All Lazar Nikolic wanted to be was Serbia’s next Novak Djokovic. He had the talent. He had the work ethic. And he was 12 years old, the age when the possibilities are as numerous as the practice shots you hit every day. But even 12-year-olds need rest, which is why he found himself one winter hanging out at a gym watching his older brother play basketball.
Nikolic didn’t look 12. He was tall for his age. Sitting behind the baseline in his tennis shoes – real tennis shoes – he looked like a basketball player, at least to his brother’s coach.
The coach approached him and asked if he’d like to try a new sport. After one practice, the coach told him, “Oh, you have talent. You should try playing basketball for real.”
Thus began the journey of Colorado’s 6-foot-7 freshman point guard. It’s a voyage that went through Belgrade and Rome with a long – way too long – jump stop at the NCAA clearinghouse. He’s now in Boulder, where coach Tad Boyle hopes he adapts to Division I basketball as well as he has the English language and Colorado culture. Boyle has a versatile swingman with the fundamentals of a European system that emphasizes substance over style.
“His skill set is so complete,” Boyle says.
Nikolic’s cross-cultural adventure began not on the hardwood courts of Serbia, but rather its clay courts. Nikolic (KNICK-oh-lich) was a blossoming tennis player on the verge of the national youth tournament circuit. Milan, his brother two years older, played for KK Flash, a club in Belgrade. Lazar (lah-ZAHR) took his coach’s offer and starting practicing with the team.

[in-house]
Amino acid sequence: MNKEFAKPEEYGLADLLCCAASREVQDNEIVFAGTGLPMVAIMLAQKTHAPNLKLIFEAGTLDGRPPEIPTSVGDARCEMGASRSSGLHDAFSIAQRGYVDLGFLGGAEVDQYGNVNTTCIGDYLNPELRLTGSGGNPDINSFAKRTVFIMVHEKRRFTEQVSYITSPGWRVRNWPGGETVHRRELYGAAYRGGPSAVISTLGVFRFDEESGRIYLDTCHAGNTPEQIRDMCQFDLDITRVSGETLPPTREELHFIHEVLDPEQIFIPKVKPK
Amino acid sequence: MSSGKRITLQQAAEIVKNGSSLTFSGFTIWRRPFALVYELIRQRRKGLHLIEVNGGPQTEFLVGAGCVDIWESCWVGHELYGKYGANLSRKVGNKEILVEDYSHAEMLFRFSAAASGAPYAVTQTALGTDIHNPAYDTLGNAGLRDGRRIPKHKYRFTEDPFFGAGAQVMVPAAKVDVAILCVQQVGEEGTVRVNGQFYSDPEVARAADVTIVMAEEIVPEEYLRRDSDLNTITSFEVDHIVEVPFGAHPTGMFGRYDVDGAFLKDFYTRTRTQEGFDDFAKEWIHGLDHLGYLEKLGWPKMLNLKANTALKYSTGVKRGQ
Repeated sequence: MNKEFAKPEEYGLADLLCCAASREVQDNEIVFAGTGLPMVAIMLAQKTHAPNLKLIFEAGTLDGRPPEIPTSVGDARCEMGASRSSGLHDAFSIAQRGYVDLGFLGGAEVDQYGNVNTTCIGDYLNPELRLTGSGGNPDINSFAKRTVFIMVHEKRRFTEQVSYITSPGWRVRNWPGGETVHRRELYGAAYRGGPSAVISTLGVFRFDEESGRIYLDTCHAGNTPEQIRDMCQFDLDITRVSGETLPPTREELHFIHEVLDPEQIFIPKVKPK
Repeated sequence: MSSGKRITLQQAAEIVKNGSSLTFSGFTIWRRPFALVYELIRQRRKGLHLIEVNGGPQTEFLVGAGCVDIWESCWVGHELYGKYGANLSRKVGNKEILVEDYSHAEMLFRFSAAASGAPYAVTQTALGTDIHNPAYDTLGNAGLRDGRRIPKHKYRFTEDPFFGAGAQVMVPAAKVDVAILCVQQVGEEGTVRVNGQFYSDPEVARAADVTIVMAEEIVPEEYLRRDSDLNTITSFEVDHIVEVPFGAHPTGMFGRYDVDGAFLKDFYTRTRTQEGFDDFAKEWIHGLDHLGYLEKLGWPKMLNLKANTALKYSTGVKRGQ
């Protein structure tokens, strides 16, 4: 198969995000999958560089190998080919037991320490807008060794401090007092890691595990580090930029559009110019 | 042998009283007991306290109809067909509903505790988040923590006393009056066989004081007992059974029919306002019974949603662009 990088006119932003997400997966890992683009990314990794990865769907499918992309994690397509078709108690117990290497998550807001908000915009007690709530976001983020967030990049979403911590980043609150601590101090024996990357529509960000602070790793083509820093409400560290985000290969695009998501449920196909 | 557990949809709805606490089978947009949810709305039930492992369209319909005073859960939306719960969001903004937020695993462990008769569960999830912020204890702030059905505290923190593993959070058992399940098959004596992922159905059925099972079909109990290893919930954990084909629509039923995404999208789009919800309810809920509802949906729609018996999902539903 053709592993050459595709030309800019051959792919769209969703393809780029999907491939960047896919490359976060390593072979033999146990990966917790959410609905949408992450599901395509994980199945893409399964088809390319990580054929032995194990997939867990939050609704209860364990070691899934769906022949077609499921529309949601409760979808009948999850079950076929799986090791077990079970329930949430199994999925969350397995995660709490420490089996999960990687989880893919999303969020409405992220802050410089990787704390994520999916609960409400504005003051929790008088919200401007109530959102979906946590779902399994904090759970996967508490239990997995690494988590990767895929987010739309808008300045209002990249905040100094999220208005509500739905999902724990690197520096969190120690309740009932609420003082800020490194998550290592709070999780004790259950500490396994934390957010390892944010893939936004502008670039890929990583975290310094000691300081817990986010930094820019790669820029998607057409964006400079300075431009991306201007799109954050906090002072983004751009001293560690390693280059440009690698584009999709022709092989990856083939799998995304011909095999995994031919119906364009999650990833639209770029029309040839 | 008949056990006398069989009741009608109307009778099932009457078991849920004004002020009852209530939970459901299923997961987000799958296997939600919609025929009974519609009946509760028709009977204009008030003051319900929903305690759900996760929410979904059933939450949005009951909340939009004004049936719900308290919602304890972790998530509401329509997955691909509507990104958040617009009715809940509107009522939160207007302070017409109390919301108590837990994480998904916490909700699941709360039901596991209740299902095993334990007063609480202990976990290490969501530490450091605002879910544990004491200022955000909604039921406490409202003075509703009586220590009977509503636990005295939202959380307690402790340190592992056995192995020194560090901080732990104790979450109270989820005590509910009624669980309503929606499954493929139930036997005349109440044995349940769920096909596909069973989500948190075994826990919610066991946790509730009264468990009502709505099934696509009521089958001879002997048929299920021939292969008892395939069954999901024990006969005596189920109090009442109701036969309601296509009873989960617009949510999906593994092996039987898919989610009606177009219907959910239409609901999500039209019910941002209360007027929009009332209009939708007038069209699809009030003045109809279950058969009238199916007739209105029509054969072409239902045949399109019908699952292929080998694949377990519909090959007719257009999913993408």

One problem: He didn’t give up tennis, the one sport where he showed the most talent. It just wasn’t the one with the most potential. He went from tennis practice to basketball practice and back for six months. He wasn’t even a teen yet.
“It was really hard,” he says. “I was just starting to get serious with tennis. But something just changed: No, I don’t want to play [tennis] anymore. I don’t know. I like basketball more. It was more fun. My brother was playing, and I wanted to play against him.”
Nikolic is speaking on the balcony of Rome’s Azzurra Arena, the quonset hut of a basketball arena used by Stella Azzurra, the Serie B (third division) team that developed him the last four seasons. Basketball is about sixth on Rome’s sports radar. Soccer is Nos. 1, 2, 3, 4 and 5. Rome doesn’t even have a team in Italy’s internationally respected Lega Basket after financial struggles forced Virtus Roma to voluntarily relegate itself to Serie A2 (second division) two years ago. The Stella Azzurra Academy shares a complex north of Olympic Stadium with a rugby club and a swimming pool. Simple, single-story dorms lining the outside of the arena served as Nikolic’s home since coming here at 14.
Adjusting to new environments isn’t new to Nikolic. He grew up in a middle-class home in Belgrade where his father helped run a firm that built buildings. His parents stressed education and multi-culturalization. His mother had her boys study with an English tutor three times a week along with their obligatory English classes at school. He attended an American school in Rome the last three years. Today, despite living in the U.S. for the first time, he barely has an accent.